Updated: Apr 12, 2020
As we are hunkering down to shelter-in-place, some of us may not be feeling safer at home. Amid the uncertainty of the pandemic, plus job insecurity, and the weight of full-time child care, many families are stretched to their limit. Couples who were already functioning at the margins are at greater risk of violence. And survivors of domestic violence and abuse may be less able to seek needed help because of the inability to leave home or even have privacy within their home. Additionally, with severely limited options available, survivors may lack the financial resources to protect themselves and their children without the input of the offender.
Domestic violence, or intimate partner violence, is violent, abusive or intimidating behavior in a relationship. Domestic violence manifests in a variety of ways: emotional, sexual, social, financial, spiritual and physical. Emotional abuse belittles you and chips away at your self worth and sense of independence. Sexual abuse includes rape, indecent assault and unwanted sexual behaviors used by offenders to maintain control. Social abuse can take the form of insults in front of others, forced isolation from your friends or family, and control over what you do and where you go. Financial abuse involves the offender maintaining full control of your access to money in order to limit your independence. Spiritual abuse includes restrictions to the practice of your religion and invoking shame about your beliefs. Physical abuse involves physical harm, as well as threats of physical harm or death.
Support is available. You don't have to stay where you don't feel safe. The National Domestic Violence Hotline provides support in 200 languages, 24/7 by phone, as well as by online chat and via their website:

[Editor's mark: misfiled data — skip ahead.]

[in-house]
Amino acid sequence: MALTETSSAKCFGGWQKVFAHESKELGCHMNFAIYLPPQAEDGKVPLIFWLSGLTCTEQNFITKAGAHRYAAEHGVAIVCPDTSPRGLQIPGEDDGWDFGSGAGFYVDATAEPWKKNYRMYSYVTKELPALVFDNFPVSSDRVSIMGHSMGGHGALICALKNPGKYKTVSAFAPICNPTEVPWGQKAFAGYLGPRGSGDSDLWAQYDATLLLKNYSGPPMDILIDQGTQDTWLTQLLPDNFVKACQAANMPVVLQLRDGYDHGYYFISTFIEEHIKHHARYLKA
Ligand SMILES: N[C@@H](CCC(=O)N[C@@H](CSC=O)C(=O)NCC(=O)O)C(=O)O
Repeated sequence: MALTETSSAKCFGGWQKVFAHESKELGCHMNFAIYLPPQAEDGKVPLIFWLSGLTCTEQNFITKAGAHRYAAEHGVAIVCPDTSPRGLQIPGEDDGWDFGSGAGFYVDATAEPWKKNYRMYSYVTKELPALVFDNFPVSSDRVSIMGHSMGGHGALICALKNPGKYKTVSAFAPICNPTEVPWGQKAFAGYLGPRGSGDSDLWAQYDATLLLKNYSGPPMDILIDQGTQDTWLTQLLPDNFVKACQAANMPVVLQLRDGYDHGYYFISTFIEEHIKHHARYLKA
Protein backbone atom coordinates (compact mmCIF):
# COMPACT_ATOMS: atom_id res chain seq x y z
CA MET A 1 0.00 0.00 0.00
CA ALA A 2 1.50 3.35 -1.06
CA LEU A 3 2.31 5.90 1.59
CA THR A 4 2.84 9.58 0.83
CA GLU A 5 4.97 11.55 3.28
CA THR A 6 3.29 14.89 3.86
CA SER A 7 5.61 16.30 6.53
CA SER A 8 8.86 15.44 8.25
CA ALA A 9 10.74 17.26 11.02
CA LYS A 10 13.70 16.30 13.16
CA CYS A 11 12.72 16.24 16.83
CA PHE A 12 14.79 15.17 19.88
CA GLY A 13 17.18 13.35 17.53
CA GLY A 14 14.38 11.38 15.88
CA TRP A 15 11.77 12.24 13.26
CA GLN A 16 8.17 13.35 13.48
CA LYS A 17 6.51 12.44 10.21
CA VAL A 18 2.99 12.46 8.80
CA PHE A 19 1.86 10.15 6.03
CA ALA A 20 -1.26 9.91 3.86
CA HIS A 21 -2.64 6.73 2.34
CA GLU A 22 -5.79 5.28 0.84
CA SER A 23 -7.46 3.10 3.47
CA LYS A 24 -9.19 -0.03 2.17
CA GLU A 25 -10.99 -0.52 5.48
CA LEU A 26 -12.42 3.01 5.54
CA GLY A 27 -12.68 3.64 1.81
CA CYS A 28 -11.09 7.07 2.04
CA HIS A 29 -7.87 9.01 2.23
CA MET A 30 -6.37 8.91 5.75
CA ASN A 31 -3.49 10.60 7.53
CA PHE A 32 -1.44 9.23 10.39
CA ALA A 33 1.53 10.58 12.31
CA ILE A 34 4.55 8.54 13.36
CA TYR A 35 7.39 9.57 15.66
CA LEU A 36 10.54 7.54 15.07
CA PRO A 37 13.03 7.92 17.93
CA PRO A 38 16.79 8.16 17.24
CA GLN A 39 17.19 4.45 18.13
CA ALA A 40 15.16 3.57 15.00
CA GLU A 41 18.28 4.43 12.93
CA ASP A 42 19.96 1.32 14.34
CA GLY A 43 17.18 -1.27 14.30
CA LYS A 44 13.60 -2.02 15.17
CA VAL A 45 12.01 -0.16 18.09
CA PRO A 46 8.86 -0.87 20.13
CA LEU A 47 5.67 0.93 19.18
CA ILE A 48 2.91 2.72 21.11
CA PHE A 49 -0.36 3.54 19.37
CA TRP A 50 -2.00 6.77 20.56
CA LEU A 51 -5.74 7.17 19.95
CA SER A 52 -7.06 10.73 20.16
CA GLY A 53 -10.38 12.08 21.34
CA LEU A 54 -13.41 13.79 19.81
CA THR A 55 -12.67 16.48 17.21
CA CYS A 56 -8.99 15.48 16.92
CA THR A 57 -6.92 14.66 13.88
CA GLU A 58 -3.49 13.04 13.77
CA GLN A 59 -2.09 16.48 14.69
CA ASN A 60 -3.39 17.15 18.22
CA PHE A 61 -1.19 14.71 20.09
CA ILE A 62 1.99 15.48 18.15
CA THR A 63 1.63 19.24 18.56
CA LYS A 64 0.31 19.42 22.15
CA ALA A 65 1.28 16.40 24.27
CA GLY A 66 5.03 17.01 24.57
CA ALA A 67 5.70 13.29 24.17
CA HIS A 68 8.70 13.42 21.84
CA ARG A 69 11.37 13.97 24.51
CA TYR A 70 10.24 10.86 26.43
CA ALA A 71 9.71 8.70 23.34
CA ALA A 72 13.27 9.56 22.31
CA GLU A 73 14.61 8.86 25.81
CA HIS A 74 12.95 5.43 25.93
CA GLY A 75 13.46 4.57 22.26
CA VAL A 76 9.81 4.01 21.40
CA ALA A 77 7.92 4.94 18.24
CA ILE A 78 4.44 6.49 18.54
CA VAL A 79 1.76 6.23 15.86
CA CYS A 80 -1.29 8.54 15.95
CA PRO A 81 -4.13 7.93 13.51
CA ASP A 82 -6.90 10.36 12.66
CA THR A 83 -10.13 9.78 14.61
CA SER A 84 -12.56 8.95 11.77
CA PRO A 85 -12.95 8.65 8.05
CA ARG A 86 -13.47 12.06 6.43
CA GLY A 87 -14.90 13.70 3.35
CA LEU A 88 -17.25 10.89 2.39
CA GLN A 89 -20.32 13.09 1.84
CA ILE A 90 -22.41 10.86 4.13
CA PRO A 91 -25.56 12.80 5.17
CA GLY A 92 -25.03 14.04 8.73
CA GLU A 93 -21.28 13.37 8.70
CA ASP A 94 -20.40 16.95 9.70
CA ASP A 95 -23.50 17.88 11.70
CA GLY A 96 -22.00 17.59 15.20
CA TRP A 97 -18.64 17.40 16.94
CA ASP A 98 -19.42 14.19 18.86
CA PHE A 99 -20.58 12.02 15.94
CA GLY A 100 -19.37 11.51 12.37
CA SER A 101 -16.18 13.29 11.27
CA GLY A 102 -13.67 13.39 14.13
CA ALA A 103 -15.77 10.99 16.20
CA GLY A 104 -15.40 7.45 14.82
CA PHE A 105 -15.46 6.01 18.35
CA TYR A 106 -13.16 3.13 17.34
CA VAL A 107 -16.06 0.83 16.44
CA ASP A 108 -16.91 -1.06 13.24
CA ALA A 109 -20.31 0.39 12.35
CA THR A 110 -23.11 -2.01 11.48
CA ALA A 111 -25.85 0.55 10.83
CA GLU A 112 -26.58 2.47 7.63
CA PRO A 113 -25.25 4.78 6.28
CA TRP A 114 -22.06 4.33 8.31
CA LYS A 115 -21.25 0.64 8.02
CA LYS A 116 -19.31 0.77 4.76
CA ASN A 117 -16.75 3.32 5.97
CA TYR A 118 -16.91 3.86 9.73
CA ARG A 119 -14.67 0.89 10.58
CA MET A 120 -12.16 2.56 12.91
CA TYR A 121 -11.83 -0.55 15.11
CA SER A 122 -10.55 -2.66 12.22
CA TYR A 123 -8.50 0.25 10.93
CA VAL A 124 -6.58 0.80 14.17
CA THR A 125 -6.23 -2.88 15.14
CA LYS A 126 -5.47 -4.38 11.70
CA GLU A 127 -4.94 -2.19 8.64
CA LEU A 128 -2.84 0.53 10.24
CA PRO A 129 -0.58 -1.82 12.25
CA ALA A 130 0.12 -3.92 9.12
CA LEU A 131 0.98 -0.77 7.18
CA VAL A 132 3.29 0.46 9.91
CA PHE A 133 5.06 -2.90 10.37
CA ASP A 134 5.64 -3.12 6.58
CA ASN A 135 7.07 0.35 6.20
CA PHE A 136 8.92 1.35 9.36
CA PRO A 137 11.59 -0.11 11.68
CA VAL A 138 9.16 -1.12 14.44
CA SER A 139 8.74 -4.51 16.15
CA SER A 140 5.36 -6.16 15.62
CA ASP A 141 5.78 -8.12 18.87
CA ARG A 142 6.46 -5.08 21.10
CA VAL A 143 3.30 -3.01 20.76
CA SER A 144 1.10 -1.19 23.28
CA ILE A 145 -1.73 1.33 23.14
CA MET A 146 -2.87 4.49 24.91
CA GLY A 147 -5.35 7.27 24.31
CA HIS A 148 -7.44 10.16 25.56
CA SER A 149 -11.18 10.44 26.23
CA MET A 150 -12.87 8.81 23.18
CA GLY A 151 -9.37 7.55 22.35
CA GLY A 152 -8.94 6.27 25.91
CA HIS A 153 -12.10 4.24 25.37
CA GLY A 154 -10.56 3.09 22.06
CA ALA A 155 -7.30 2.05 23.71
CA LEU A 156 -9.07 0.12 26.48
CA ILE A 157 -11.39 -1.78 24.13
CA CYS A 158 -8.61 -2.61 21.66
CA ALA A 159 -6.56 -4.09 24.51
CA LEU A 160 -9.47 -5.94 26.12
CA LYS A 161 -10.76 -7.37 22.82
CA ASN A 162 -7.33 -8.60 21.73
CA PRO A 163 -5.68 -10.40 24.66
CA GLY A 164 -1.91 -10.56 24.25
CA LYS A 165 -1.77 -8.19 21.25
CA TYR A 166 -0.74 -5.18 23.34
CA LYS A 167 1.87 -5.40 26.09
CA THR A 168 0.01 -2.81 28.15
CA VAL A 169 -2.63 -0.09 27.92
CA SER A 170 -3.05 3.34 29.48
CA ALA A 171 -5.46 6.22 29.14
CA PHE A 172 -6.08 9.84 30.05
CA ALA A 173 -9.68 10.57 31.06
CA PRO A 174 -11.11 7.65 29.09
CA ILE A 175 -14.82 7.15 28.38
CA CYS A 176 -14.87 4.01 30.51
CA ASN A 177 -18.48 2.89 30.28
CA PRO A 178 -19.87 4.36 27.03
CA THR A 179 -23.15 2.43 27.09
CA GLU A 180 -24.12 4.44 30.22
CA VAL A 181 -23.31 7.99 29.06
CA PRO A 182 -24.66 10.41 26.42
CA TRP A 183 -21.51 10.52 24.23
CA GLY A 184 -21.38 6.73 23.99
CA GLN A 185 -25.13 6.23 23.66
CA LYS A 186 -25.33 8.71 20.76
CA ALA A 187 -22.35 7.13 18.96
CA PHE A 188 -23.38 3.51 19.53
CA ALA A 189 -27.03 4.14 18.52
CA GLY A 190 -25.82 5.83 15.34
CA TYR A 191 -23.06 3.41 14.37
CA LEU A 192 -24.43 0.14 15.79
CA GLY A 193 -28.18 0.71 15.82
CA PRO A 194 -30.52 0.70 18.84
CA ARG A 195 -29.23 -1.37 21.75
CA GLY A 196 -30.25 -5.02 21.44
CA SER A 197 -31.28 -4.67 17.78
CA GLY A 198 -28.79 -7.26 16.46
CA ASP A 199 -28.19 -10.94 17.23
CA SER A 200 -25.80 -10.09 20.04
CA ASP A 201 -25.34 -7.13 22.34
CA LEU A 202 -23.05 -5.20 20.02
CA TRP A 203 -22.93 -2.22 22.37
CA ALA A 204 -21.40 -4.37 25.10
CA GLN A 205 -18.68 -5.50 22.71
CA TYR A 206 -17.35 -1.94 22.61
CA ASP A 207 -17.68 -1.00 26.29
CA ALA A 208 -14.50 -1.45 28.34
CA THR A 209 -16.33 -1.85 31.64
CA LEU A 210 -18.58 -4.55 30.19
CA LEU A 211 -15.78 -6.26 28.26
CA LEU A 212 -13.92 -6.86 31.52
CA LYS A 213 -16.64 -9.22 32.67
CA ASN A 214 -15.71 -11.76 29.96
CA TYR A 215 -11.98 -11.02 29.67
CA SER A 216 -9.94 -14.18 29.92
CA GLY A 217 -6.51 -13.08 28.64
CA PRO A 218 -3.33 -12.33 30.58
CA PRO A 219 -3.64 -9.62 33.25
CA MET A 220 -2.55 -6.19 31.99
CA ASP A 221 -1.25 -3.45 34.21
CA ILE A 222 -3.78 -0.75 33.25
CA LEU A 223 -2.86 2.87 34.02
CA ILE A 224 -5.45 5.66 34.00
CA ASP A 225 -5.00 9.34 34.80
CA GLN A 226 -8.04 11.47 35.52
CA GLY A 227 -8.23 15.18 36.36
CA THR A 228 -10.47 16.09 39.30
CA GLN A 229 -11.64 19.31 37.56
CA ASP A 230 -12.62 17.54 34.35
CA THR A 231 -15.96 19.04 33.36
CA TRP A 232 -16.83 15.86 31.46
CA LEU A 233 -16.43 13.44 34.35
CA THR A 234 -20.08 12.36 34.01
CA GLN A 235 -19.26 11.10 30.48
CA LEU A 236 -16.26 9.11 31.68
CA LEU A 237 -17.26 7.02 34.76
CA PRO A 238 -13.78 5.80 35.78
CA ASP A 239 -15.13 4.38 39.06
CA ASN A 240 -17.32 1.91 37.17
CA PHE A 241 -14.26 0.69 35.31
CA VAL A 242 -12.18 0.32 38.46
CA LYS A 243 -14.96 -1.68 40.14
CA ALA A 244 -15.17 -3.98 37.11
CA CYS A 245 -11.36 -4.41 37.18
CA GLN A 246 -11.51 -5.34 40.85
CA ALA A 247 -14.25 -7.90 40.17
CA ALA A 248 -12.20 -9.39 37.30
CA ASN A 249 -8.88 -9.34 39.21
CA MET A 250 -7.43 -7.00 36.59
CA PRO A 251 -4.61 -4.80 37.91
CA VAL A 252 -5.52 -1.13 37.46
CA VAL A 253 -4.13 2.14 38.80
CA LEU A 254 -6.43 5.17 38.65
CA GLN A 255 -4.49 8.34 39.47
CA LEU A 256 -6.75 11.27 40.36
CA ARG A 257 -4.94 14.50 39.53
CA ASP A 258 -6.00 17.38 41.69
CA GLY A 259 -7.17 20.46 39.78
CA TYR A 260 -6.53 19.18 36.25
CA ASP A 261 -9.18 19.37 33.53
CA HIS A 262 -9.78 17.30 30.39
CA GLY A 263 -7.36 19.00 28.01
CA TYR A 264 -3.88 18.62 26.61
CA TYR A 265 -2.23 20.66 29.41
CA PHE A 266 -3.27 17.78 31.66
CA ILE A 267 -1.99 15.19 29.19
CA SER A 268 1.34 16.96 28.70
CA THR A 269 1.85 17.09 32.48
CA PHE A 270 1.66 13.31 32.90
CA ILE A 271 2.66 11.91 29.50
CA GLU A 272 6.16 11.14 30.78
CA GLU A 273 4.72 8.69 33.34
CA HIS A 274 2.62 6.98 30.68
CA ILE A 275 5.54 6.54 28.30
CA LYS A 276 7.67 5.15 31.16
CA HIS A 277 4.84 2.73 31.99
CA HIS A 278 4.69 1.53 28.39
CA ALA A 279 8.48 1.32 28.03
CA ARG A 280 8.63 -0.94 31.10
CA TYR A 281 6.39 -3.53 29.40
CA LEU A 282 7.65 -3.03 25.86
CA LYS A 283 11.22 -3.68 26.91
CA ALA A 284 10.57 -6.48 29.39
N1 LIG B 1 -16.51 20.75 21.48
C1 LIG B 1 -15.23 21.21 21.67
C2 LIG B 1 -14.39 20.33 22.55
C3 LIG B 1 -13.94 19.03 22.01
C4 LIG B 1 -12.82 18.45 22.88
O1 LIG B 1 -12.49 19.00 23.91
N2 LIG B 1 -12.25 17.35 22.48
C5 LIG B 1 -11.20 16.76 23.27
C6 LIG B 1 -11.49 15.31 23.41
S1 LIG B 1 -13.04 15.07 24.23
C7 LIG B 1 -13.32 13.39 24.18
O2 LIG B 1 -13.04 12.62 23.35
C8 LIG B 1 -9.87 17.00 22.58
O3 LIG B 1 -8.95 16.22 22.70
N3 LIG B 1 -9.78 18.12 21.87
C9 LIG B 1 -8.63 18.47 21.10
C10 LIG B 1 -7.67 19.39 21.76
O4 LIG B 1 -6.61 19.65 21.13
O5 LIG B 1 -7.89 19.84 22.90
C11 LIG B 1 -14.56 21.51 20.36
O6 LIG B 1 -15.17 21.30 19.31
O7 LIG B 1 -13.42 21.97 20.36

National Domestic Violence Hotline: 1-800-799-7233
You can also call 911 if you or someone you know is experiencing harm or threat of harm.
If like me, you live in MA, you can contact SafeLink for local resources and protection:
Additionally, if you are concerned about a friend, family member, or colleague, here are some ways to evaluate the situation and be supportive:
Domestic violence is not limited to adult, heterosexual relationships. If you are concerned about a teen or non-heteronormative relationship that is abusive, here are some resources from the National Domestic Violence Hotline:
Call 1-866-331-9474 or TTY 1-866-331-8453.
Call 800-656-HOPE (4673) to connect with a trained staff member from a sexual assault service provider in your area.
Visit rainn.org to chat one-on-one with a trained RAINN support specialist, any time 24/7.
Resource Centers National Resource Center on Domestic Violence (NRCDV) is a comprehensive source of information for on domestic violence. The National Sexual Violence Resource Center (NSVRC) provides information, resources, and research on all aspects of sexual violence prevention and intervention. PreventConnectexternal icon is a national project of the California Coalition Against Sexual Assault PreventConnect’s goal is to prevent sexual assault and relationship violence by building a community of practice to develop, implement, and evaluate prevention initiatives.
Finally, domestic violence within the LGBTQ+ community has added barriers to accessing help. The National Domestic Violence Hotline previously listed in this blog is the best resource for initiating support for all communities, including LGBTQ. Additionally, the
National Coalition Against Domestic Violence (NCADV)'s website offers these additional tips:
"If you have questions about your legal rights as an LGBTQ victim of domestic violence, read this helpful guide from the American Bar Association. These organizations are working with the intersection of domestic violence and LGBTQ victims and survivors."